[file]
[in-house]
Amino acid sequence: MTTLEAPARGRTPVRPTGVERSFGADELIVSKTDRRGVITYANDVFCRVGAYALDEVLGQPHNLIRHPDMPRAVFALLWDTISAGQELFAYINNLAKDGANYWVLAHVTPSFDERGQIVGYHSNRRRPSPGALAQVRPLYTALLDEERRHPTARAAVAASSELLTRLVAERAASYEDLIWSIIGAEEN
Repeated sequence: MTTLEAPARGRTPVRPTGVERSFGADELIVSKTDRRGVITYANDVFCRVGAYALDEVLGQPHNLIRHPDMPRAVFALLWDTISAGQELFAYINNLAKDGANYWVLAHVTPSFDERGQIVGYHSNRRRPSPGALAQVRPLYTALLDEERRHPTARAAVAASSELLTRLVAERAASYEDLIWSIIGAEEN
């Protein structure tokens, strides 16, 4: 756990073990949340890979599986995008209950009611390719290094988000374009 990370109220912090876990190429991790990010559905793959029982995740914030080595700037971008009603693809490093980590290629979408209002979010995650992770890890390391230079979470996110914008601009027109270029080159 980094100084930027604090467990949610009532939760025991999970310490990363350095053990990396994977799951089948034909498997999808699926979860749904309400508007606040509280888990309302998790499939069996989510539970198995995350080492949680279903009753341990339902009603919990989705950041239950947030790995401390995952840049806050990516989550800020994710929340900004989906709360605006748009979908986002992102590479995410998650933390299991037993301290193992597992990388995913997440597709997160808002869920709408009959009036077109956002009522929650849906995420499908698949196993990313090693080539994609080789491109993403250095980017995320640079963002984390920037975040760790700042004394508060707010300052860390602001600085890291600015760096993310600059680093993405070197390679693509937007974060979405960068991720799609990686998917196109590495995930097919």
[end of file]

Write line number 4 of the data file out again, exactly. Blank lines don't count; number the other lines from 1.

């Protein structure tokens, strides 16, 4: 756990073990949340890979599986995008209950009611390719290094988000374009 990370109220912090876990190429991790990010559905793959029982995740914030080595700037971008009603693809490093980590290629979408209002979010995650992770890890390391230079979470996110914008601009027109270029080159 980094100084930027604090467990949610009532939760025991999970310490990363350095053990990396994977799951089948034909498997999808699926979860749904309400508007606040509280888990309302998790499939069996989510539970198995995350080492949680279903009753341990339902009603919990989705950041239950947030790995401390995952840049806050990516989550800020994710929340900004989906709360605006748009979908986002992102590479995410998650933390299991037993301290193992597992990388995913997440597709997160808002869920709408009959009036077109956002009522929650849906995420499908698949196993990313090693080539994609080789491109993403250095980017995320640079963002984390920037975040760790700042004394508060707010300052860390602001600085890291600015760096993310600059680093993405070197390679693509937007974060979405960068991720799609990686998917196109590495995930097919």